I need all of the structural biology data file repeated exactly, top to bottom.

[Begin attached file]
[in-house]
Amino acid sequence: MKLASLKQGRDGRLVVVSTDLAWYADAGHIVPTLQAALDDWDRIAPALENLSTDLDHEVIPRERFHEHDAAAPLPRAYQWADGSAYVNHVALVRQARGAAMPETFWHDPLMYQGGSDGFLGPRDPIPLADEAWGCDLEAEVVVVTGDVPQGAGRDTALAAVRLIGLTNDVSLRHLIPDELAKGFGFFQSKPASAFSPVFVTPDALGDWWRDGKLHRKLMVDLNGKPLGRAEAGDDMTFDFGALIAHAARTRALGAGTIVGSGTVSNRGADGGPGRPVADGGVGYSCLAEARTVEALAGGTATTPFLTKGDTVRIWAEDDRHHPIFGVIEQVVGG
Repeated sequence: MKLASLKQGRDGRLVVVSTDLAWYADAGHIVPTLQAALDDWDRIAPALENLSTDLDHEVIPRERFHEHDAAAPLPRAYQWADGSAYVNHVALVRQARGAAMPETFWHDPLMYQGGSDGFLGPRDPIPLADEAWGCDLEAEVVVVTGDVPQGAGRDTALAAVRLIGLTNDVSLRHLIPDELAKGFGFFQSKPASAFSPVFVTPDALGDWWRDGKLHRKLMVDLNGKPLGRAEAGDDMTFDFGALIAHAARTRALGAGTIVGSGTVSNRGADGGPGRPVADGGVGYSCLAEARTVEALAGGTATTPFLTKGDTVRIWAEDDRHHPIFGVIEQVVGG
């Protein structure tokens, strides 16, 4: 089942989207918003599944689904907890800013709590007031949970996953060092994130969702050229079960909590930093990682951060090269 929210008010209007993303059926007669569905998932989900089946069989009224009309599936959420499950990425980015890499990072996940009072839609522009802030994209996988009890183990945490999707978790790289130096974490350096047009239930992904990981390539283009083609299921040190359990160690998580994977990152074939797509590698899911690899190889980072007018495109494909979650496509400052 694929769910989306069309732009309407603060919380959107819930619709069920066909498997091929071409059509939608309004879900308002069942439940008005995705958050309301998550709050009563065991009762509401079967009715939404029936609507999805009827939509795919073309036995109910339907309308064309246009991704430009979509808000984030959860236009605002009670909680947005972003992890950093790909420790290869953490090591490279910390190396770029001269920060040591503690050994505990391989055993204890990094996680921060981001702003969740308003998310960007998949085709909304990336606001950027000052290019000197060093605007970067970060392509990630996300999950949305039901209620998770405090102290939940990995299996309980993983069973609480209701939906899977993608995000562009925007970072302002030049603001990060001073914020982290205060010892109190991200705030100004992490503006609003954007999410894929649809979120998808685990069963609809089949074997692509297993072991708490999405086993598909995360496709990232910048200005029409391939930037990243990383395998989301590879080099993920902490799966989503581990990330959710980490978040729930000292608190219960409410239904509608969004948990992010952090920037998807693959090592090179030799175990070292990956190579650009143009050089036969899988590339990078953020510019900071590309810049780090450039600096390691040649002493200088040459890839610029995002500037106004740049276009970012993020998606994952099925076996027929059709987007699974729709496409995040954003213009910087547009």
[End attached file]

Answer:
[in-house]
Amino acid sequence: MKLASLKQGRDGRLVVVSTDLAWYADAGHIVPTLQAALDDWDRIAPALENLSTDLDHEVIPRERFHEHDAAAPLPRAYQWADGSAYVNHVALVRQARGAAMPETFWHDPLMYQGGSDGFLGPRDPIPLADEAWGCDLEAEVVVVTGDVPQGAGRDTALAAVRLIGLTNDVSLRHLIPDELAKGFGFFQSKPASAFSPVFVTPDALGDWWRDGKLHRKLMVDLNGKPLGRAEAGDDMTFDFGALIAHAARTRALGAGTIVGSGTVSNRGADGGPGRPVADGGVGYSCLAEARTVEALAGGTATTPFLTKGDTVRIWAEDDRHHPIFGVIEQVVGG
Repeated sequence: MKLASLKQGRDGRLVVVSTDLAWYADAGHIVPTLQAALDDWDRIAPALENLSTDLDHEVIPRERFHEHDAAAPLPRAYQWADGSAYVNHVALVRQARGAAMPETFWHDPLMYQGGSDGFLGPRDPIPLADEAWGCDLEAEVVVVTGDVPQGAGRDTALAAVRLIGLTNDVSLRHLIPDELAKGFGFFQSKPASAFSPVFVTPDALGDWWRDGKLHRKLMVDLNGKPLGRAEAGDDMTFDFGALIAHAARTRALGAGTIVGSGTVSNRGADGGPGRPVADGGVGYSCLAEARTVEALAGGTATTPFLTKGDTVRIWAEDDRHHPIFGVIEQVVGG
């Protein structure tokens, strides 16, 4: 089942989207918003599944689904907890800013709590007031949970996953060092994130969702050229079960909590930093990682951060090269 929210008010209007993303059926007669569905998932989900089946069989009224009309599936959420499950990425980015890499990072996940009072839609522009802030994209996988009890183990945490999707978790790289130096974490350096047009239930992904990981390539283009083609299921040190359990160690998580994977990152074939797509590698899911690899190889980072007018495109494909979650496509400052 694929769910989306069309732009309407603060919380959107819930619709069920066909498997091929071409059509939608309004879900308002069942439940008005995705958050309301998550709050009563065991009762509401079967009715939404029936609507999805009827939509795919073309036995109910339907309308064309246009991704430009979509808000984030959860236009605002009670909680947005972003992890950093790909420790290869953490090591490279910390190396770029001269920060040591503690050994505990391989055993204890990094996680921060981001702003969740308003998310960007998949085709909304990336606001950027000052290019000197060093605007970067970060392509990630996300999950949305039901209620998770405090102290939940990995299996309980993983069973609480209701939906899977993608995000562009925007970072302002030049603001990060001073914020982290205060010892109190991200705030100004992490503006609003954007999410894929649809979120998808685990069963609809089949074997692509297993072991708490999405086993598909995360496709990232910048200005029409391939930037990243990383395998989301590879080099993920902490799966989503581990990330959710980490978040729930000292608190219960409410239904509608969004948990992010952090920037998807693959090592090179030799175990070292990956190579650009143009050089036969899988590339990078953020510019900071590309810049780090450039600096390691040649002493200088040459890839610029995002500037106004740049276009970012993020998606994952099925076996027929059709987007699974729709496409995040954003213009910087547009």